You didnt work right through lunch again, did you now? Lord, look at you, all skin and bones. Go on upstairs, Alma has some of that leftover turkey pot pie with that homemade cranberry sauce of hers.
Linus, the M.E. called.
He drops his chin and mumbles a brief prayer before he speaks. You call if you need me.
I will, I say, though I never do. I turn to go, but the child. Theres a girl out in the mourning room. Trecie?
Trecie? His face twists and he appears confused.
Yes, about seven or eight, with long dark hair, I say. She said you let her play here.
Linuss pen, a good one, is caught in midair and then twitches in his hand. It spasms there until he drops it and begins to massage the knotted joints of his fingers, his eyes never wavering. I wonder if he thinks Ive lost my mind, but then he speaks. She was paying me a visit just a little bit ago. She still here?
I nod. So its all right, then?
Oh, yes, Linus says, his jowls lifting into a smile.
I close Linuss door and hear his chair creak as the latch tumbles into place. He begins to hum and then his bass drifts into song. Softly, for only his ears, but for mine, too, Was blind, but now I see . . .
For all the years Ive known Linus, theres still much about him that confounds me. In our work, were privy to the underside of humanity: the bludgeoned grandfathers with generous wills; the strangled girlfriends with dead babies nestled deep within their wombs; the many shaken infants. Yet again and again he seeks the humanity in people, though again and again he must be disappointed.
I head back to the room where Trecie is standing next to a silver candy dish brimming with peppermints in cellophane twists. I dont expect either the candies or the dish to be there when I return.
You may have one, I say. Just one.
Trecie doesnt respond, just shakes her head. She walks toward the empty room where the bodies are waked, where the old woman will soon lie. Her funeral bouquets have already been arranged, and the upholstered folding chairs line the walls, set to receive her mourners. Trecie nears the space reserved for caskets, then abruptly plops down, cross-legged, her fingers encircling her naked ankles, her tiny feet hidden inside once white sneakers with faded cartoon characters.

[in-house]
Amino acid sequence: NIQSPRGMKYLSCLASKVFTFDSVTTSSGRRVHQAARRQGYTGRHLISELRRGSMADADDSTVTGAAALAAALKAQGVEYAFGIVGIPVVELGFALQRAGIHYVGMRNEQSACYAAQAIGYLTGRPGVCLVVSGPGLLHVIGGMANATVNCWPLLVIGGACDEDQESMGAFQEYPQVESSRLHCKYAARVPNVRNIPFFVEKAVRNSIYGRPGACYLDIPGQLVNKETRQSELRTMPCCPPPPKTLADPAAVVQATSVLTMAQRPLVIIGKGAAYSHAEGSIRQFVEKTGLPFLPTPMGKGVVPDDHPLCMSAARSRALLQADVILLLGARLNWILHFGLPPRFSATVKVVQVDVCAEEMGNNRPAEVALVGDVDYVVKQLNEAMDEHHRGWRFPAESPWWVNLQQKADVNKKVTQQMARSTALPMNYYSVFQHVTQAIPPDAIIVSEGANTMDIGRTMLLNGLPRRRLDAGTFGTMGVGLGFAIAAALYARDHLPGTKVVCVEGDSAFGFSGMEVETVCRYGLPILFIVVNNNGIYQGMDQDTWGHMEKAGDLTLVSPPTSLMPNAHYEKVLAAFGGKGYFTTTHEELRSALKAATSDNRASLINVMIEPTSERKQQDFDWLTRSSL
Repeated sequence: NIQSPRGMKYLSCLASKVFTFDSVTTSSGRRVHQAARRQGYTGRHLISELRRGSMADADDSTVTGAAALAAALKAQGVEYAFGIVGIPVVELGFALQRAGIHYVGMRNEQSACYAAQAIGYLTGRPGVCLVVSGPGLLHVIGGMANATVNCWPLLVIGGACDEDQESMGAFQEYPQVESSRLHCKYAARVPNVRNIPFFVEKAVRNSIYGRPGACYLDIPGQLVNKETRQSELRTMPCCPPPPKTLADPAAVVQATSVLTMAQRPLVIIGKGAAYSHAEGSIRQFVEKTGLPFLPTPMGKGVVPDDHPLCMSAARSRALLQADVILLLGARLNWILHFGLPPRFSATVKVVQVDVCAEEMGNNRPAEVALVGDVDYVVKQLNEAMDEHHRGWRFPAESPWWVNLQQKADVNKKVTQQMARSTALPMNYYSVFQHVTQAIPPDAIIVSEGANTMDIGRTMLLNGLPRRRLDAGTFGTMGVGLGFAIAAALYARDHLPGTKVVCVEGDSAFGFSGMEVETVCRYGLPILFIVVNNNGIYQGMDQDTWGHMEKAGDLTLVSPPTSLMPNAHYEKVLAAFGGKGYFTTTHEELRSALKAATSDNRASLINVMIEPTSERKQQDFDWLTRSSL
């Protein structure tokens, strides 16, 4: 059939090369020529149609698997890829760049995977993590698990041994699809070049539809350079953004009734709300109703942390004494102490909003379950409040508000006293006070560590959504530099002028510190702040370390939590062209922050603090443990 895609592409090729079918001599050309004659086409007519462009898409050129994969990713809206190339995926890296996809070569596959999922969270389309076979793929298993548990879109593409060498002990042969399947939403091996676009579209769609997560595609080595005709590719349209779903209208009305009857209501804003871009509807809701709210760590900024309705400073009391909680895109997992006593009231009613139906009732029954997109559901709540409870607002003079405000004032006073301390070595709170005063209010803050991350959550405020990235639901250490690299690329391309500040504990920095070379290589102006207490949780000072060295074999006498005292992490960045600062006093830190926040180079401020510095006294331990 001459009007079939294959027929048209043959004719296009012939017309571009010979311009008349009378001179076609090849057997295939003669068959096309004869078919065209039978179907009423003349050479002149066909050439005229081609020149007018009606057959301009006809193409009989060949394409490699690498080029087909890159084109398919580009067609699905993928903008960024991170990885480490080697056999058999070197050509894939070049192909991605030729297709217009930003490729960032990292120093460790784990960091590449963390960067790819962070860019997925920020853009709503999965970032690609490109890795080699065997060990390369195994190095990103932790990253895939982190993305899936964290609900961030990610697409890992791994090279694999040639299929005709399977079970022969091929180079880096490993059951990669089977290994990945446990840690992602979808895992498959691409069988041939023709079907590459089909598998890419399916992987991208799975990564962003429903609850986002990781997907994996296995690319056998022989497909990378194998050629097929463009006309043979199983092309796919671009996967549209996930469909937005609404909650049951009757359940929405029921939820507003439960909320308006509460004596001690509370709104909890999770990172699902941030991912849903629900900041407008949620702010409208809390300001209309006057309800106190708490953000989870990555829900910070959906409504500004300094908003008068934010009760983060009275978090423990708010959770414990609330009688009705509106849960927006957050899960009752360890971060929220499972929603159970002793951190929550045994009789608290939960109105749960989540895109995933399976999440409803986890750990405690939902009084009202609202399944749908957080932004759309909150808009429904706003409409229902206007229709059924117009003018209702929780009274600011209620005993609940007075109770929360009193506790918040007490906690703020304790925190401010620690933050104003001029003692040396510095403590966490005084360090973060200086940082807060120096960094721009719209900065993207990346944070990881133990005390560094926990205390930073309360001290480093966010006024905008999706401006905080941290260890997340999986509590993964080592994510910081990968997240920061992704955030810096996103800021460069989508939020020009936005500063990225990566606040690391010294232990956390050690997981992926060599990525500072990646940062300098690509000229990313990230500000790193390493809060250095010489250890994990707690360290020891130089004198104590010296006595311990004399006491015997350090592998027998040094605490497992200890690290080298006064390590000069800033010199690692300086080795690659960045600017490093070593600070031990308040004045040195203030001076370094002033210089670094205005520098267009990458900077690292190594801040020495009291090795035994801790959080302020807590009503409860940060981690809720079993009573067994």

I like your hair. It looks like mine, she says.
My hand goes to my head, grasping the hair pulled back in its elastic. Its a thicket of wiry brown coils, woolly, my grandmother called it, not at all something to be admired. It hangs nearly to my waist, since salons arent a part of my routine. I havent worn it loose since the day of my senior-year portrait.
Trecie gathers her own between her hands to form a ponytail. How do I look?
She drops her hair and cups her chin in her hand as she regards me. When you were a girl, did you wear your hair down?
Theres a sore just above the nape of my neck, raw and sweet, obscured by the elastic. Without intending to, my finger goes there.
Whenever it was long enough, I wore it up, I say. She couldnt know; its simply an innocent question. She continues to watch me, unblinking. I have to leave now, so you should probably go.
She hesitates, unraveling her legs, and then lifts herself, slowly. Trecie wanders back toward the foyer, her fingers skimming the funeral bouquets along the way; the flowers wave as she retreats. Then she stops. Pointing to the room weve just left, Trecie says, Where do they go when youre done with them?
Excerpted from Tethered by Amy MacKinnon. Copyright © 2008 by Amy MacKinnon. Excerpted by permission of Random House, a division of Random House, Inc. All rights reserved. No part of this excerpt may be reproduced or reprinted without permission in writing from the publisher.
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